Sending vCard – “You can’t send a message on behalf of this user unless you have permission to do so … ” – Outlook 2010
If you run into this message while trying to forward a vCard using Outlook 2010 (likely 2007 as well), you are dealing with a hidden x400 "FROM" address inside the contact metadata. When a contact is created, outlook will cache the "from" address and reference it instead of the actual account being used to send. You will see this when contacts are imported and exported between exchange services, and apparently POP3 as well.
Sadly, there are only 2 resolutions and neither of them are global.
1) When you see the “FROM” field appear while forwarding a contact, manually click "From" -> "other e-mail address" -> and choose your name from the list.
This will change the “from” address to your correct address, hit send, and life is good.
2) You can manually create new contacts and copy the information from the old to the new.
DO NOT right click and copy a contact, you need to make a new contact and copy each field over individually.
If you copy a contact, it will transfer the x400 metadata.
I strongly feel this is a bug and Microsoft should look at removing the reference to the old address.
One of our clients recently reported an issue with a hosted exchange account failing to send/receive automatically. On pretty much every hosted exchange or mapi exchange account Outlook will begin to send immediately. This is a nice feature and requires no manual intervention hitting "send/receive" on a regular basis.
This particular issue normally calls for the following checks:
- Disable antivirus/security suites
- Ensure the outbox is not loaded with extra large messages that delay sending
- Verify connectivity between client and server (ping/telnet is generally sufficient)
- Verify if send/receive works manually
- "Outlook /safe" to disable add-ins or extensions and test
Followed by the more aggressive actions:
- Delete the mail profile and re-create
- Complete a repair install of Office
- Completely remote office and re-install from scratch
What happens if you're still stuck?
You can then proceed to the first thing you should have checked (unlike me):
Outlook -> File -> Options -> Advanced -> Send and Receive -> Turn on "Send immediately when connected"
How the customer managed to turn this off is one of life's grand mysteries. I should mention that even after re-installing Outlook/Office from scratch, this setting did not default back to factory settings. In recent versions of Outlook, preferences are stored as a convenience should you ever re-install. I would love to see the Microsoft team to release an outlook command line switch to reset outlook to factory defaults.
I recently ran into a major issue trying to remove an installation of Office 2007. For whatever reason the normal methods of removing the software did not work.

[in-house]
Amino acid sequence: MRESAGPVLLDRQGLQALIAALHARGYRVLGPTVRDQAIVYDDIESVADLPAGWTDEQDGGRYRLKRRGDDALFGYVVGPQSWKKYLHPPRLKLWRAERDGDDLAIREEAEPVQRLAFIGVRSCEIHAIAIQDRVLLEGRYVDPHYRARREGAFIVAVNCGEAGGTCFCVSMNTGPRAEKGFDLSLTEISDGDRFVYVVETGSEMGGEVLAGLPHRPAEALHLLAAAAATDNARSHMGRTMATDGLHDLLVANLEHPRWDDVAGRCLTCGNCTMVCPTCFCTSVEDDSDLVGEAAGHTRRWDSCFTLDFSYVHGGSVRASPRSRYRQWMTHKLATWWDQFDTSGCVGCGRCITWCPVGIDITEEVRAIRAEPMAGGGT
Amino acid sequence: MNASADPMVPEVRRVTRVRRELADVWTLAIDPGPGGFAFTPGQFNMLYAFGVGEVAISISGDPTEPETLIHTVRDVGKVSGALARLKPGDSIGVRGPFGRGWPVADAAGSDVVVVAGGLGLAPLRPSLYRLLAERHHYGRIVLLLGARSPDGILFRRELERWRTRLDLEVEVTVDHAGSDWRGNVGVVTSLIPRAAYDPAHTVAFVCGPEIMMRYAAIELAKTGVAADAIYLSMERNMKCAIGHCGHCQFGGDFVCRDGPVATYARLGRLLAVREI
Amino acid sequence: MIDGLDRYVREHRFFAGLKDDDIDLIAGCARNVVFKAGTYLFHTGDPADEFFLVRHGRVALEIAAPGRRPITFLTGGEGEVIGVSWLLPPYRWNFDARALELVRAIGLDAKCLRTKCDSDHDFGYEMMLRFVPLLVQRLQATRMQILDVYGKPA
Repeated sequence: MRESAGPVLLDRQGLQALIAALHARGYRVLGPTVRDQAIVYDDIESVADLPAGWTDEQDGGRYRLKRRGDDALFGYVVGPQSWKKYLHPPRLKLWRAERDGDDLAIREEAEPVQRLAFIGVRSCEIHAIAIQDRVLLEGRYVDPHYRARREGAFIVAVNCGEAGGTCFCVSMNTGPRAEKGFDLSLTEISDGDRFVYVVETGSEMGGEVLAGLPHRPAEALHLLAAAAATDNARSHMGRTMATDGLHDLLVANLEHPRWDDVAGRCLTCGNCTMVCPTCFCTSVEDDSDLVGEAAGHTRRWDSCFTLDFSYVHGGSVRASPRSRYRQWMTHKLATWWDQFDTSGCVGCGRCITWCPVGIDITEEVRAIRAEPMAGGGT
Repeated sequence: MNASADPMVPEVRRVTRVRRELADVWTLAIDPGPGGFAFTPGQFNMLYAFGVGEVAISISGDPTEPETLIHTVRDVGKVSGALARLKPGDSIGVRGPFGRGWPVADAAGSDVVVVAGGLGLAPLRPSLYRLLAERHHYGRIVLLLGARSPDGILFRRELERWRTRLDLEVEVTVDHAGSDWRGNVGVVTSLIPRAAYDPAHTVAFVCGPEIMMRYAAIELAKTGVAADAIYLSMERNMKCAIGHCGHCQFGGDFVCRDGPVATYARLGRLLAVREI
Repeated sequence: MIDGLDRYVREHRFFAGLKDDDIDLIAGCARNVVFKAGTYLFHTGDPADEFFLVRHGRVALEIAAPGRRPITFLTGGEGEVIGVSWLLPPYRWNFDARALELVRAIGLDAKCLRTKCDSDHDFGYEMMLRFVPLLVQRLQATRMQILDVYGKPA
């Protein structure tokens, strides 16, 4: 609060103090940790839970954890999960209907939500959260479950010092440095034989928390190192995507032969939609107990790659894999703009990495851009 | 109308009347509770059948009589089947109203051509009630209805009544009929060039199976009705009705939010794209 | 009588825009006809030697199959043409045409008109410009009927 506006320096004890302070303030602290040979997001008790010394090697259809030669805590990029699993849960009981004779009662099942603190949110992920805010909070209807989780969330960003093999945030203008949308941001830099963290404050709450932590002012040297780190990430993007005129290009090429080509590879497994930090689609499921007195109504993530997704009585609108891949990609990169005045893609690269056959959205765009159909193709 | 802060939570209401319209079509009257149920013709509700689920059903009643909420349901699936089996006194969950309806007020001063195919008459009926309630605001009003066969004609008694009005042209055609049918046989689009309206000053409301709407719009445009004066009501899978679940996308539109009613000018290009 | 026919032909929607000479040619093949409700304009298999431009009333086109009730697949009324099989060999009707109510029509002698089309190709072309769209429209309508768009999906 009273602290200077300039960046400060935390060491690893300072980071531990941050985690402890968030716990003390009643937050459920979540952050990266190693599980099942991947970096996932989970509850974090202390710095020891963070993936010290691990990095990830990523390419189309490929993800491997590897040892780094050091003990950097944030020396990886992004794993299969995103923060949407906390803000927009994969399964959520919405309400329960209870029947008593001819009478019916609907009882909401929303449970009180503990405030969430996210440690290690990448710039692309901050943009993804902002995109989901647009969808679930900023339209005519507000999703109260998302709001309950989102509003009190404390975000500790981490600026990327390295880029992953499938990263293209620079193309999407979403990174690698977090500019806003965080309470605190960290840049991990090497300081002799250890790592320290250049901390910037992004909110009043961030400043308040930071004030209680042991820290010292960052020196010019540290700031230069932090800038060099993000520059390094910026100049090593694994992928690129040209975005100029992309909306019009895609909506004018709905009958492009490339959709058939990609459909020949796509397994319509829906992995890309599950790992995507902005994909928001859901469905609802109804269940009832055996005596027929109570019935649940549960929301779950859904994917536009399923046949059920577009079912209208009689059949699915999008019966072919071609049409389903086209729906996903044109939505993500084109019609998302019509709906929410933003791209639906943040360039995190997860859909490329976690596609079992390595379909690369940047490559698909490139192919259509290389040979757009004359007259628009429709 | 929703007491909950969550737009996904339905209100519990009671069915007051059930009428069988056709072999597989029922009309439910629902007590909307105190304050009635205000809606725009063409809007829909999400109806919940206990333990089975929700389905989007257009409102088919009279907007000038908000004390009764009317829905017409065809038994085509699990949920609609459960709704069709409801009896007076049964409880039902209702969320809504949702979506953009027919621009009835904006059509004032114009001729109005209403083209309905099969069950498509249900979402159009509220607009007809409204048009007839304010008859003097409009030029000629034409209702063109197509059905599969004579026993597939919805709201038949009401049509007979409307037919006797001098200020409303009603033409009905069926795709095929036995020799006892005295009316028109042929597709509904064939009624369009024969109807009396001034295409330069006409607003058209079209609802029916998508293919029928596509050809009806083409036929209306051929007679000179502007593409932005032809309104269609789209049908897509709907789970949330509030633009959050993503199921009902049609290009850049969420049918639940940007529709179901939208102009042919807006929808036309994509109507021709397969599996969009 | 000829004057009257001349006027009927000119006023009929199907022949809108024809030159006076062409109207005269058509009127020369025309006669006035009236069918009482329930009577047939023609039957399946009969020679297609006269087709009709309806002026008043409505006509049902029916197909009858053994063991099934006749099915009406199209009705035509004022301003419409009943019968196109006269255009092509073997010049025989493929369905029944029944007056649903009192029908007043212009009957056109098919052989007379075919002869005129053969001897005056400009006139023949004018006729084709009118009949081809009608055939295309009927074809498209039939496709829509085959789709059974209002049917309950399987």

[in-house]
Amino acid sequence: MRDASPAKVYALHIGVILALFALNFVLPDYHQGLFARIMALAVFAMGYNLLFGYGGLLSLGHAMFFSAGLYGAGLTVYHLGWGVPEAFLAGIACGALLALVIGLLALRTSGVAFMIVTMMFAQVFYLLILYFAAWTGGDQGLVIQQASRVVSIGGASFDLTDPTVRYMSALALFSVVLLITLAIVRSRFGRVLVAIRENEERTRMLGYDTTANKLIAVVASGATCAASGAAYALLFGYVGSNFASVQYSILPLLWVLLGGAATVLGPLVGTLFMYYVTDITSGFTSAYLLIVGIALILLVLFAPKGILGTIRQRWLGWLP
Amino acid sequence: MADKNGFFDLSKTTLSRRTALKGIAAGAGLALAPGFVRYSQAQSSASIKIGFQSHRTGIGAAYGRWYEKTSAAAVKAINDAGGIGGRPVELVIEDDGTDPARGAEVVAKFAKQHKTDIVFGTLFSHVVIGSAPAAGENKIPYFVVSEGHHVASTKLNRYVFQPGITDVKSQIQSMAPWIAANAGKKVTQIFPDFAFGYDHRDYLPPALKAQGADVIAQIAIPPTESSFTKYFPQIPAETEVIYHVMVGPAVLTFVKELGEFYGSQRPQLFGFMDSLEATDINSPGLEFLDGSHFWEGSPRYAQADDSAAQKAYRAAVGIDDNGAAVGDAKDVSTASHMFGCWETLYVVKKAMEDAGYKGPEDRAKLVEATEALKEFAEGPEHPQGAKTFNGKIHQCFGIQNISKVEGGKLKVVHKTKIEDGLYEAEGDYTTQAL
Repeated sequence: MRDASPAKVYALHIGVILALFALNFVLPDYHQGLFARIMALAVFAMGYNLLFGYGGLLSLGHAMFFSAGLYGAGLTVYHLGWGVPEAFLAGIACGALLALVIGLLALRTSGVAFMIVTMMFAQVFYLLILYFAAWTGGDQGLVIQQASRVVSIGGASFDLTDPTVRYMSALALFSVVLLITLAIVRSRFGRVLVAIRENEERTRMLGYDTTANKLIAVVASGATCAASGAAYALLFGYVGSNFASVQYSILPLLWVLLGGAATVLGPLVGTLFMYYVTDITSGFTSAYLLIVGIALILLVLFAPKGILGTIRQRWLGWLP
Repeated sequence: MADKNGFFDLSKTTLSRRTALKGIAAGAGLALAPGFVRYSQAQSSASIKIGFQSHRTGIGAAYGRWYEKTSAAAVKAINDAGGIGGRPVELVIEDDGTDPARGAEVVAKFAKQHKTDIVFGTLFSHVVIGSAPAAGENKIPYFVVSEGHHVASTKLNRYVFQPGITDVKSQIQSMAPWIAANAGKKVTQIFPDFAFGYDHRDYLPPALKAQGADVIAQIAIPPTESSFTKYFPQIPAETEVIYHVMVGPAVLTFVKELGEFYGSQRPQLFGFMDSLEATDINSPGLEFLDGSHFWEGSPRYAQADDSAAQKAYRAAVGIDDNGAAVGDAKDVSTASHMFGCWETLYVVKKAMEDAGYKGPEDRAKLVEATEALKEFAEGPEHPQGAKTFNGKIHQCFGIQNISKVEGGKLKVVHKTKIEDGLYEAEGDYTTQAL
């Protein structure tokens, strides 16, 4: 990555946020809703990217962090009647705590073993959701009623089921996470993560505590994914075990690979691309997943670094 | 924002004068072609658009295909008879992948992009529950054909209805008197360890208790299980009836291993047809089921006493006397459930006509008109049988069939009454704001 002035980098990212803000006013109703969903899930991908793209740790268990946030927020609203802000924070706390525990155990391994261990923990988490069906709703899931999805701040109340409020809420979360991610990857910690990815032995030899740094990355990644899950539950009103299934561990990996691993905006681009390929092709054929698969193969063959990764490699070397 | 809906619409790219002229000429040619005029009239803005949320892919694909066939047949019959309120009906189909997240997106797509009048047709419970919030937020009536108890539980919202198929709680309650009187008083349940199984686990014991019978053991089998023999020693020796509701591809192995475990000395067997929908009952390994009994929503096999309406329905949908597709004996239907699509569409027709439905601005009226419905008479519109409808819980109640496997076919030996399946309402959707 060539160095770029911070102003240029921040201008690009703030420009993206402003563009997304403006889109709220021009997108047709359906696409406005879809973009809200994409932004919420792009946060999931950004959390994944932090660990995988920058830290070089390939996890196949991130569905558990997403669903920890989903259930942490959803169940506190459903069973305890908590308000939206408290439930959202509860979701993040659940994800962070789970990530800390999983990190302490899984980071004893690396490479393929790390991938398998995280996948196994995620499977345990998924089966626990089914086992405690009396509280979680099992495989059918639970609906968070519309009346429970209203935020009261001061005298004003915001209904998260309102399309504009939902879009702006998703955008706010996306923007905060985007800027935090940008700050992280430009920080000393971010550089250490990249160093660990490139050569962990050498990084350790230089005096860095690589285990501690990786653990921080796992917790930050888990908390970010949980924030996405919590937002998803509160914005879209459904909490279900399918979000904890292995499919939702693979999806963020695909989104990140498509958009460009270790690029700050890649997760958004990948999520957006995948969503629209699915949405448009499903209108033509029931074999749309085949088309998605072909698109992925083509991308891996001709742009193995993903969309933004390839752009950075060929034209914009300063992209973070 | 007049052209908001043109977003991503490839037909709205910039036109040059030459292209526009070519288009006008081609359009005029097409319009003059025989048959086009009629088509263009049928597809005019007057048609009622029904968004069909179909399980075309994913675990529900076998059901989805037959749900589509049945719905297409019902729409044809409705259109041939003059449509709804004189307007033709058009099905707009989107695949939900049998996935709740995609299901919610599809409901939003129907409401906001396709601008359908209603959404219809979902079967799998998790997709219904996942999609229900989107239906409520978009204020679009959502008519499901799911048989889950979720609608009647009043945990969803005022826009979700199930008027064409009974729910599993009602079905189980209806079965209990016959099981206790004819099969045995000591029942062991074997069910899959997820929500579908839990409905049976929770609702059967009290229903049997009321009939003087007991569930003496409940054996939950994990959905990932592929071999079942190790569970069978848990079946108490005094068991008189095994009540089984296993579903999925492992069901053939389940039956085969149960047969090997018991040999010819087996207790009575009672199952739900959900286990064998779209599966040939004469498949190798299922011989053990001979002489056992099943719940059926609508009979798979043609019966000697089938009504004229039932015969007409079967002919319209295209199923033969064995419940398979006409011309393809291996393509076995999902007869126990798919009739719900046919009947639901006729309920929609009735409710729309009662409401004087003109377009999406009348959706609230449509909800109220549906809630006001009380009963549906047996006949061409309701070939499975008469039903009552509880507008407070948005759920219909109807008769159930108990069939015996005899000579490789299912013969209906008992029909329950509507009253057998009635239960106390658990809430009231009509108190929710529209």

If you run into this situation, checkout this tool from microsoft:
This little tool manually uninstalls everything and skips the normal checks from add/remove programs.
When upgrading from Outlook 2003 to Outlook 2007 or 2010, the existing mailbox type may default to non-unicode PST/OST which will confine you to a maximum 2GB mailbox. Starting with Outlook 2007 and now Outlook 2010, a new UNICODE pst/ost format was released to allow for larger mailboxes.
To check the format on your current PST/OST:
1) Load the control panel and double-click "Mail (32-bit)"
2) Load the settings for your current PST/OST and click the "Advanced" tab
3) Near the bottom under "Mailbox Mode" you will see the type.
Unfortunately you cannot convert a non-unicode to unicode on the fly.
Ensure you backup the contents of your PST or OST file to a unique location before proceeding!!
1) Delete your current mail profile from Microsoft Outlook (use the same Mail-32 app in the control panel to do so)
2) Click Start, click run, type regedit and then click OK.
3) Locate and then click the following registry subkey:
5) Double-click NewPSTFormat.
6) In the Value data box, type the value, and then click OK.
* 0 - Default Unicode
If you set the NewPSTFormat registry value to 0, Outlook 2007 uses the Default Unicode setting. You can use the Default Unicode setting if you want to connect a Windows SharePoint Services list to Outlook 2007.
* 1 - Default ANSI
If you set the NewPSTFormat registry value to 1, Outlook 2007 uses the Default ANSI setting. This setting does not prevent Outlook 2007 from creating a .pst file in Unicode format for a Windows SharePoint Services list. When you add a Windows SharePoint Services list to Outlook 2007, Outlook 2007 automatically creates the .pst file in Unicode format to store the list information.
* 2 - Enforce Unicode creation (THIS SETTING IS RECOMMENDED)
If you set the NewPSTFormat registry value to 2, Outlook 2007 creates Unicode pst files for any automatically created pst file (for example, a SharePoint pst). If you manually create a new pst file, you can only create Unicode pst files because the ANSI pst option is disabled. If you have an existing ANSI pst file, it can be used with your Outlook profile.
* 3 - Enforce ANSI creation
If you set the NewPSTFormat registry value to 3, Outlook uses the Enforce ANSI creation setting. Using this setting prevents Outlook 2007 from creating a .pst file in Unicode format. You cannot use the Enforce ANSI creation setting if you want to connect a Windows SharePoint Services list to Outlook 2007.
7) Click Exit on File menu to exit Registry Editor.
8) Open Microsoft Outlook and re-create youre mail profile
9) Return to the start of this document and check what the format your newly created PST or OST.
10) If you confirm Unicode and you are NOT connected to an Exchange Server, import your backed up PST contents.
Your PST or OST file should utilize the new unicode format and grow past 2GB.